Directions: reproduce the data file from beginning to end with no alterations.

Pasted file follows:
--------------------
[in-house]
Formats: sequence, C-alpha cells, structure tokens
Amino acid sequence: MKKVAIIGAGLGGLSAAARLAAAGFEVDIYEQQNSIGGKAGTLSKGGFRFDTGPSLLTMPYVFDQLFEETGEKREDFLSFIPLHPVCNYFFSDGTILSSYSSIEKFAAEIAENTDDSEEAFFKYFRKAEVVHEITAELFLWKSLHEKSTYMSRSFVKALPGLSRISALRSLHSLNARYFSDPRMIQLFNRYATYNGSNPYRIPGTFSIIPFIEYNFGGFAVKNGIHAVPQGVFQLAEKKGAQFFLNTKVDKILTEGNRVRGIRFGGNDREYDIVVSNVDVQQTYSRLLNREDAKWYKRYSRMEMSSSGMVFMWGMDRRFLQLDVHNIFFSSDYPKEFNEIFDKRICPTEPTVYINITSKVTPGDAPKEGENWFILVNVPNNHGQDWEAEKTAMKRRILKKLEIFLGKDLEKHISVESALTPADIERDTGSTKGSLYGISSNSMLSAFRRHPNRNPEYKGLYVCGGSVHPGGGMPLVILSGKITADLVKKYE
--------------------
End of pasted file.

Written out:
[in-house]
Formats: sequence, C-alpha cells, structure tokens
Amino acid sequence: MKKVAIIGAGLGGLSAAARLAAAGFEVDIYEQQNSIGGKAGTLSKGGFRFDTGPSLLTMPYVFDQLFEETGEKREDFLSFIPLHPVCNYFFSDGTILSSYSSIEKFAAEIAENTDDSEEAFFKYFRKAEVVHEITAELFLWKSLHEKSTYMSRSFVKALPGLSRISALRSLHSLNARYFSDPRMIQLFNRYATYNGSNPYRIPGTFSIIPFIEYNFGGFAVKNGIHAVPQGVFQLAEKKGAQFFLNTKVDKILTEGNRVRGIRFGGNDREYDIVVSNVDVQQTYSRLLNREDAKWYKRYSRMEMSSSGMVFMWGMDRRFLQLDVHNIFFSSDYPKEFNEIFDKRICPTEPTVYINITSKVTPGDAPKEGENWFILVNVPNNHGQDWEAEKTAMKRRILKKLEIFLGKDLEKHISVESALTPADIERDTGSTKGSLYGISSNSMLSAFRRHPNRNPEYKGLYVCGGSVHPGGGMPLVILSGKITADLVKKYE